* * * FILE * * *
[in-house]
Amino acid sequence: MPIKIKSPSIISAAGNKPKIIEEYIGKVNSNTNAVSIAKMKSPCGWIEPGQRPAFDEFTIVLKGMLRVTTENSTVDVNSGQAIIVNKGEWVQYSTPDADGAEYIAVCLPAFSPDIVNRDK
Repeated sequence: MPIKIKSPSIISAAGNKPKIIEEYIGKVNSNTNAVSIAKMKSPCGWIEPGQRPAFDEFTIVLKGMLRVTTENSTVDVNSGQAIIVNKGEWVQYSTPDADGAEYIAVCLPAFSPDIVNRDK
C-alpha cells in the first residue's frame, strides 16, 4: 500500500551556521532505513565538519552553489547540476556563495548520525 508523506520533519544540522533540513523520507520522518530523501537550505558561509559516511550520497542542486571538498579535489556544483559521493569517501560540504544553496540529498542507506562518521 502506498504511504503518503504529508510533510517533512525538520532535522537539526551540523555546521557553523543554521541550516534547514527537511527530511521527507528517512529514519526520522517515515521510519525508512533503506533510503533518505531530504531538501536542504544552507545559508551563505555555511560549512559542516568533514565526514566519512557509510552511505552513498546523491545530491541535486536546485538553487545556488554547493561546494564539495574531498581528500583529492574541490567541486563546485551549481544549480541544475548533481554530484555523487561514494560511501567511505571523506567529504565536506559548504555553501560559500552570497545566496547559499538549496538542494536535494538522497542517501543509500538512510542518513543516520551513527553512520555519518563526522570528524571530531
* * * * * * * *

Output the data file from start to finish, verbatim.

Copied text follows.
[in-house]
Amino acid sequence: MPIKIKSPSIISAAGNKPKIIEEYIGKVNSNTNAVSIAKMKSPCGWIEPGQRPAFDEFTIVLKGMLRVTTENSTVDVNSGQAIIVNKGEWVQYSTPDADGAEYIAVCLPAFSPDIVNRDK
Repeated sequence: MPIKIKSPSIISAAGNKPKIIEEYIGKVNSNTNAVSIAKMKSPCGWIEPGQRPAFDEFTIVLKGMLRVTTENSTVDVNSGQAIIVNKGEWVQYSTPDADGAEYIAVCLPAFSPDIVNRDK
C-alpha cells in the first residue's frame, strides 16, 4: 500500500551556521532505513565538519552553489547540476556563495548520525 508523506520533519544540522533540513523520507520522518530523501537550505558561509559516511550520497542542486571538498579535489556544483559521493569517501560540504544553496540529498542507506562518521 502506498504511504503518503504529508510533510517533512525538520532535522537539526551540523555546521557553523543554521541550516534547514527537511527530511521527507528517512529514519526520522517515515521510519525508512533503506533510503533518505531530504531538501536542504544552507545559508551563505555555511560549512559542516568533514565526514566519512557509510552511505552513498546523491545530491541535486536546485538553487545556488554547493561546494564539495574531498581528500583529492574541490567541486563546485551549481544549480541544475548533481554530484555523487561514494560511501567511505571523506567529504565536506559548504555553501560559500552570497545566496547559499538549496538542494536535494538522497542517501543509500538512510542518513543516520551513527553512520555519518563526522570528524571530531